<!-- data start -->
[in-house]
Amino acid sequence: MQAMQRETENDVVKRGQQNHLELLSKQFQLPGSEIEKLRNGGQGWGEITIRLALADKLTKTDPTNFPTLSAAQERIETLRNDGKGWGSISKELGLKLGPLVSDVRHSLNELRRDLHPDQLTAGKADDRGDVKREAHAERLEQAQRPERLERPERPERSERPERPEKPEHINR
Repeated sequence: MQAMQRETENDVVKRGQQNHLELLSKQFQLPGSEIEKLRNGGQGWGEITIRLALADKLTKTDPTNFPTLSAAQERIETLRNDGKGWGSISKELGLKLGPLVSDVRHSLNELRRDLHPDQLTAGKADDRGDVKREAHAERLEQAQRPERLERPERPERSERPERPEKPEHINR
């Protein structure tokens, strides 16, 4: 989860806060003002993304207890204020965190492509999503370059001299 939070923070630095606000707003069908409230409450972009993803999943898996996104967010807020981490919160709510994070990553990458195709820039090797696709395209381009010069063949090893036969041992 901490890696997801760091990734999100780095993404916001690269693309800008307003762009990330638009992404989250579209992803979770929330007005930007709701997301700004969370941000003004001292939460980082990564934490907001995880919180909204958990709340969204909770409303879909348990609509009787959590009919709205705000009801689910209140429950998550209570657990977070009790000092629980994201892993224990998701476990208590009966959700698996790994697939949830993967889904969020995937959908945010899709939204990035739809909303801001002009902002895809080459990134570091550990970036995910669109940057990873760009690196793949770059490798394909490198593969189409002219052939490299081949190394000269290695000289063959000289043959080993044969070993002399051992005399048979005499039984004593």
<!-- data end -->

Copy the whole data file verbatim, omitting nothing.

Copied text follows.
[in-house]
Amino acid sequence: MQAMQRETENDVVKRGQQNHLELLSKQFQLPGSEIEKLRNGGQGWGEITIRLALADKLTKTDPTNFPTLSAAQERIETLRNDGKGWGSISKELGLKLGPLVSDVRHSLNELRRDLHPDQLTAGKADDRGDVKREAHAERLEQAQRPERLERPERPERSERPERPEKPEHINR
Repeated sequence: MQAMQRETENDVVKRGQQNHLELLSKQFQLPGSEIEKLRNGGQGWGEITIRLALADKLTKTDPTNFPTLSAAQERIETLRNDGKGWGSISKELGLKLGPLVSDVRHSLNELRRDLHPDQLTAGKADDRGDVKREAHAERLEQAQRPERLERPERPERSERPERPEKPEHINR
């Protein structure tokens, strides 16, 4: 989860806060003002993304207890204020965190492509999503370059001299 939070923070630095606000707003069908409230409450972009993803999943898996996104967010807020981490919160709510994070990553990458195709820039090797696709395209381009010069063949090893036969041992 901490890696997801760091990734999100780095993404916001690269693309800008307003762009990330638009992404989250579209992803979770929330007005930007709701997301700004969370941000003004001292939460980082990564934490907001995880919180909204958990709340969204909770409303879909348990609509009787959590009919709205705000009801689910209140429950998550209570657990977070009790000092629980994201892993224990998701476990208590009966959700698996790994697939949830993967889904969020995937959908945010899709939204990035739809909303801001002009902002895809080459990134570091550990970036995910669109940057990873760009690196793949770059490798394909490198593969189409002219052939490299081949190394000269290695000289063959000289043959080993044969070993002399051992005399048979005499039984004593």